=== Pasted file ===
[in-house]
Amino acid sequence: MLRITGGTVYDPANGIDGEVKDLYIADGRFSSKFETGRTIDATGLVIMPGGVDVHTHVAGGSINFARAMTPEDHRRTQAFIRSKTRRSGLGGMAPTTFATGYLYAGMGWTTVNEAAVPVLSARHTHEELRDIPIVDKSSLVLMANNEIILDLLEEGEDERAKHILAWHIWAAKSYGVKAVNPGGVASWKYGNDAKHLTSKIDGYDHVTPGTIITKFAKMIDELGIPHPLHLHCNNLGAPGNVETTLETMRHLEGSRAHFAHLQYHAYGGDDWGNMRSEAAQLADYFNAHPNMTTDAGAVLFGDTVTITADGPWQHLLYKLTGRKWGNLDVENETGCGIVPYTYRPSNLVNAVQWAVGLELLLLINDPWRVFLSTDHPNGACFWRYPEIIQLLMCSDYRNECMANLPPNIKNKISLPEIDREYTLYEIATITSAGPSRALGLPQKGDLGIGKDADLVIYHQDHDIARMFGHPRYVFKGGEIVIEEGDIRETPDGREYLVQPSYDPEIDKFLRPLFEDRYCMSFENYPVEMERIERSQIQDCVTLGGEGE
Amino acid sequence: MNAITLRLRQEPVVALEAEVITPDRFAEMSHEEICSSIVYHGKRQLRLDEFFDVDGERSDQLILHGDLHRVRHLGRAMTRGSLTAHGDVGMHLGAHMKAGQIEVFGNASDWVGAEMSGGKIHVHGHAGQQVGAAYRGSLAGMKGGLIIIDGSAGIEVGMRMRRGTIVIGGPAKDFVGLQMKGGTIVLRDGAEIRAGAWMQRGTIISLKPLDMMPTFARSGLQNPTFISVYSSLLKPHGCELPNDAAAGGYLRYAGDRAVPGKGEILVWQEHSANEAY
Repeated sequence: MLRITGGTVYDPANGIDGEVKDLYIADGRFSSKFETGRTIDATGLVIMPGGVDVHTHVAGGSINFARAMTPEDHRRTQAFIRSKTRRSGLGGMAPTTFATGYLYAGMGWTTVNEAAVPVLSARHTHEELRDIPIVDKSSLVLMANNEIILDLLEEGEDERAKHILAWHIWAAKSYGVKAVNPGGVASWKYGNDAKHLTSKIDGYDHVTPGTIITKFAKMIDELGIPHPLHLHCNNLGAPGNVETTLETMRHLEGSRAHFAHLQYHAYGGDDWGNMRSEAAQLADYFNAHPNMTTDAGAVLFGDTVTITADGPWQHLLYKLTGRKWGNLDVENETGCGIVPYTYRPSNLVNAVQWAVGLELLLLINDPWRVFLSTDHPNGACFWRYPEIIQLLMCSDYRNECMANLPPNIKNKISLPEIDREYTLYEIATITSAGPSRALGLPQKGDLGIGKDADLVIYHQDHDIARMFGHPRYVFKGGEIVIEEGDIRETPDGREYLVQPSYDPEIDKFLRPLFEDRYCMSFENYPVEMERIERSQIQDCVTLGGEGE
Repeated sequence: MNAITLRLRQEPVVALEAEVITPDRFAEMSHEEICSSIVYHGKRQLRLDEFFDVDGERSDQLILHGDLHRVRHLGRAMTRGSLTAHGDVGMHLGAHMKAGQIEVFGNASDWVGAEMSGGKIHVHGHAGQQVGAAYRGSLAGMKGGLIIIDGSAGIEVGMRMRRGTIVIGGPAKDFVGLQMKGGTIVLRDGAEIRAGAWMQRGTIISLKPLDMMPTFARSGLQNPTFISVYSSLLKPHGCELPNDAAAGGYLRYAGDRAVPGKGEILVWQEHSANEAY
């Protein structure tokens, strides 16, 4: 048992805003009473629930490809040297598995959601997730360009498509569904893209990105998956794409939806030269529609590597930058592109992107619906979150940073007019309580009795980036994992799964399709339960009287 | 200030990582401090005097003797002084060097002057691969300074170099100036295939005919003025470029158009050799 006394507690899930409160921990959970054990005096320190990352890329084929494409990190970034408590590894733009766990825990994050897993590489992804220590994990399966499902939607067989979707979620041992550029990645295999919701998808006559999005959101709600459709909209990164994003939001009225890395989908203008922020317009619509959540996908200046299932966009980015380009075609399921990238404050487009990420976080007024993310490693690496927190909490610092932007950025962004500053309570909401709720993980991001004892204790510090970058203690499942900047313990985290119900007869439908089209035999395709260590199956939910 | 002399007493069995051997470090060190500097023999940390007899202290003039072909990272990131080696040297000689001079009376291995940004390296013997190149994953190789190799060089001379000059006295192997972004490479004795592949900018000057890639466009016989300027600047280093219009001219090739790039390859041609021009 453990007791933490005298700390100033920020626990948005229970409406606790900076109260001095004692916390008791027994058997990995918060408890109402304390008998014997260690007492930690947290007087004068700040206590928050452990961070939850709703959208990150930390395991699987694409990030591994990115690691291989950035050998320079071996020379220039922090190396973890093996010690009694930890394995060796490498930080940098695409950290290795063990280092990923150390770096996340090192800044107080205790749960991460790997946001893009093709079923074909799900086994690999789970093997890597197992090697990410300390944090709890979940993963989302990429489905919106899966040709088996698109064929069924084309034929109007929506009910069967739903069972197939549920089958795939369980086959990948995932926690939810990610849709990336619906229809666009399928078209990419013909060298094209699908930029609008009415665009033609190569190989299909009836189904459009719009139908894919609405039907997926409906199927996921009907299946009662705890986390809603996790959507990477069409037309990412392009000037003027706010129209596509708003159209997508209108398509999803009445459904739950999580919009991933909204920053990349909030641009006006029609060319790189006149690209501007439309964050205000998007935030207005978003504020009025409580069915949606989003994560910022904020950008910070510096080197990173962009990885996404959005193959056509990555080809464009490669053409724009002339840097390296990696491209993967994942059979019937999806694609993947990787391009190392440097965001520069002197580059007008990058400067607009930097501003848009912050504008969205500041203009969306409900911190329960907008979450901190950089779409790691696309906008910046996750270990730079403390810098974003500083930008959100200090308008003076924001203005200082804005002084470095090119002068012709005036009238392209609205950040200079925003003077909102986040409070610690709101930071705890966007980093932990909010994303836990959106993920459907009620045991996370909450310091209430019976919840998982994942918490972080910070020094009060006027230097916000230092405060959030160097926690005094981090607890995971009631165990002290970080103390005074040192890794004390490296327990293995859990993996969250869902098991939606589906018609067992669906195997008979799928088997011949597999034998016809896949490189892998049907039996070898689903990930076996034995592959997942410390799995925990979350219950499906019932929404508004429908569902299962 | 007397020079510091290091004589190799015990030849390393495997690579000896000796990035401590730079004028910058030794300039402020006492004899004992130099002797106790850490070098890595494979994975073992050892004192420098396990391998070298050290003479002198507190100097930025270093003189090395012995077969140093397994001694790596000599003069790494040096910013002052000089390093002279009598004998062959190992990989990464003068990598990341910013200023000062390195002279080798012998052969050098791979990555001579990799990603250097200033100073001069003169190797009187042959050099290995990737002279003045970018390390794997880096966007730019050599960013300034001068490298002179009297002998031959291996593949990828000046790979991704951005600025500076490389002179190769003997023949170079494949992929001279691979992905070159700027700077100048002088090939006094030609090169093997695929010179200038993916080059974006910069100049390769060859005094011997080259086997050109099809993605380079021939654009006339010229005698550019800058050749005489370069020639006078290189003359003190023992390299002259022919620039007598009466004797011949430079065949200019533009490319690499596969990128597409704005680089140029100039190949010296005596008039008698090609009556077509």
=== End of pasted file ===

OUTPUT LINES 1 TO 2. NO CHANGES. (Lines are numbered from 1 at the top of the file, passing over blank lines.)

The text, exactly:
[in-house]
Amino acid sequence: MLRITGGTVYDPANGIDGEVKDLYIADGRFSSKFETGRTIDATGLVIMPGGVDVHTHVAGGSINFARAMTPEDHRRTQAFIRSKTRRSGLGGMAPTTFATGYLYAGMGWTTVNEAAVPVLSARHTHEELRDIPIVDKSSLVLMANNEIILDLLEEGEDERAKHILAWHIWAAKSYGVKAVNPGGVASWKYGNDAKHLTSKIDGYDHVTPGTIITKFAKMIDELGIPHPLHLHCNNLGAPGNVETTLETMRHLEGSRAHFAHLQYHAYGGDDWGNMRSEAAQLADYFNAHPNMTTDAGAVLFGDTVTITADGPWQHLLYKLTGRKWGNLDVENETGCGIVPYTYRPSNLVNAVQWAVGLELLLLINDPWRVFLSTDHPNGACFWRYPEIIQLLMCSDYRNECMANLPPNIKNKISLPEIDREYTLYEIATITSAGPSRALGLPQKGDLGIGKDADLVIYHQDHDIARMFGHPRYVFKGGEIVIEEGDIRETPDGREYLVQPSYDPEIDKFLRPLFEDRYCMSFENYPVEMERIERSQIQDCVTLGGEGE